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U.S. Supreme Court

Laurel Hill Cemetery v. San Francisco, 216 U.S. 358 (1910)

Laurel Hill Cemetery v. City and County of San Francisco

No. 100

Argued January 21, 24, 1910

Decided February 21, 1910

216 U.S. 358


Great caution must be exercised by any tribunal in overruling, or allowing to be overruled, the decision of the local authorities on question involving the health of the neighborhood, and this Court is doubly reluctant to interfere with deliberate decision of the highest court of a state confirming a specific determination on such a question previously reached by the body making the law.

Where opinion is divided as to whether a practice prohibited by a police ordinance is dangerous, and if the ordinance be valid if the danger be real, this Court will not overthrow the ordinance as an unconstitutional deprivation of property without due process of law or a denial of equal protection of the law merely because of adherence to the other belief. Jacobson v. Massachusetts, 197 U. S. 11.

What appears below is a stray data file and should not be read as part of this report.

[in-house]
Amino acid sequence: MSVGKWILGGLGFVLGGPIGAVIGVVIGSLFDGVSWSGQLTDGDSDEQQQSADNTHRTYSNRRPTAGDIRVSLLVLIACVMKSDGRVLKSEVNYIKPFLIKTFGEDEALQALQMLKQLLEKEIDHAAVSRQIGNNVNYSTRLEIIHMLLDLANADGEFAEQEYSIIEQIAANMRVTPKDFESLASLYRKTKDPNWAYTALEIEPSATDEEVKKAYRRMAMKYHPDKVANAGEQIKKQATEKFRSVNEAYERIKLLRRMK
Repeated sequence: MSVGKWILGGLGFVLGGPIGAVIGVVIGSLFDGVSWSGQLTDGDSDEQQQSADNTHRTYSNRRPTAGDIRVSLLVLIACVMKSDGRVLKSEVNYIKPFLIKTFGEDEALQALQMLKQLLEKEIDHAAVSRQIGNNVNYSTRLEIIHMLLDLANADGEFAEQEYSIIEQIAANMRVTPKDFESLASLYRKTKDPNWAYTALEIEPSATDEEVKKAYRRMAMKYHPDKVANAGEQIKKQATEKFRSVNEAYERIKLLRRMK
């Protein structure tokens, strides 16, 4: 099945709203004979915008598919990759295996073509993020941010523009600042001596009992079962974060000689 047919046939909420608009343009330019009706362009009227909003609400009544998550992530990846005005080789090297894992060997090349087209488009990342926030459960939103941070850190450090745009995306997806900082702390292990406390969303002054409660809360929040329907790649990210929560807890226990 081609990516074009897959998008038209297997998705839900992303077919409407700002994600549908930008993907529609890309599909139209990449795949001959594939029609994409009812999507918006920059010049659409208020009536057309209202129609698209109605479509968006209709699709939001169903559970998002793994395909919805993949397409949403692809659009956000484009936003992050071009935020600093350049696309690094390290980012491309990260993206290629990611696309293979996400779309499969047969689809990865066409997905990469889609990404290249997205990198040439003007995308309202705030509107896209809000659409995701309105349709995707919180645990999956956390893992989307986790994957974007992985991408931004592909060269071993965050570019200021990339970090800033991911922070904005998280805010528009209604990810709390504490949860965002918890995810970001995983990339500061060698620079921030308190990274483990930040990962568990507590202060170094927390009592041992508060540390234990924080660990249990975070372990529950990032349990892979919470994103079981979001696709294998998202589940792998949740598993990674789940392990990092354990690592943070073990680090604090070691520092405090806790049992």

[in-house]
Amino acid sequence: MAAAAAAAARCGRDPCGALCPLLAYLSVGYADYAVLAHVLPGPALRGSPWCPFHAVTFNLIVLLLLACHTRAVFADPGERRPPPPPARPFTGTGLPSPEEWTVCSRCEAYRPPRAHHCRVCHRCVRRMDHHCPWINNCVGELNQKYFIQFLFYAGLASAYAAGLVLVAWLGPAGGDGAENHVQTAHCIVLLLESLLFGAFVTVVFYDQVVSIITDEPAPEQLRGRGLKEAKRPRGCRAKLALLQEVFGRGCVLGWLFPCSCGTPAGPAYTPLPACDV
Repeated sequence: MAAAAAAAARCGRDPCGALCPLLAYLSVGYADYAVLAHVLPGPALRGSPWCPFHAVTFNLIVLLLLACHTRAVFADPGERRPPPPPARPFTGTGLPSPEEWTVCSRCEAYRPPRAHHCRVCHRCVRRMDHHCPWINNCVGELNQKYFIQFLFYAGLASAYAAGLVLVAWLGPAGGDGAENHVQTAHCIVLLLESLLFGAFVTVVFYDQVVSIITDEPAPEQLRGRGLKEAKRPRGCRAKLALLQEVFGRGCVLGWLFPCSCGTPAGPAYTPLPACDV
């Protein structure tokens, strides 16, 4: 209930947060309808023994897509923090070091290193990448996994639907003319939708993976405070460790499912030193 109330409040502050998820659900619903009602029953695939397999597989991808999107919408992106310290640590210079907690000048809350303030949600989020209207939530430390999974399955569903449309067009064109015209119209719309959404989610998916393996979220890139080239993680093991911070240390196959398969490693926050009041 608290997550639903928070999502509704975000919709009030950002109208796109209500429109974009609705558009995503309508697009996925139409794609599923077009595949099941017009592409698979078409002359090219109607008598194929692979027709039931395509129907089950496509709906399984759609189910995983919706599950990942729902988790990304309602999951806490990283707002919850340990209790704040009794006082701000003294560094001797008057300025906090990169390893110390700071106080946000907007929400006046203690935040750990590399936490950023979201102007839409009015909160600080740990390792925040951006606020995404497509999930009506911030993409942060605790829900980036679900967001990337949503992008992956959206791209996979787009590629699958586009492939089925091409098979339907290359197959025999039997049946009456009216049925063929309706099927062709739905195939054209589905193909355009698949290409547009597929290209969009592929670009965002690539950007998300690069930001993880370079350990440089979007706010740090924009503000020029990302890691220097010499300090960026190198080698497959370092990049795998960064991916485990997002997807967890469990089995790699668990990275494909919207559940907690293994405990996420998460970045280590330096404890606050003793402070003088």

One not belonging to a class cannot raise the question of constitutionality of a statute as it affect that class.

Tradition and habits of the community count for more than logic in determining constitutionality of laws enacted for the public welfare under the police power.

An ordinance prohibiting burial of the dead within the limit of a populous city based on a determination of the city authorities that the practice is dangerous to life and detrimental to public health, and which has been sustained by the highest court of the state, will not be overthrown by this Court as an unconstitutional exertion of the police power of the state, and so held a to such an ordinance of San Francisco, California.

152 Cal. 464 affirmed.

The facts are stated in the opinion. chanroblesvirtualawlibrary

Page 216 U. S. 363

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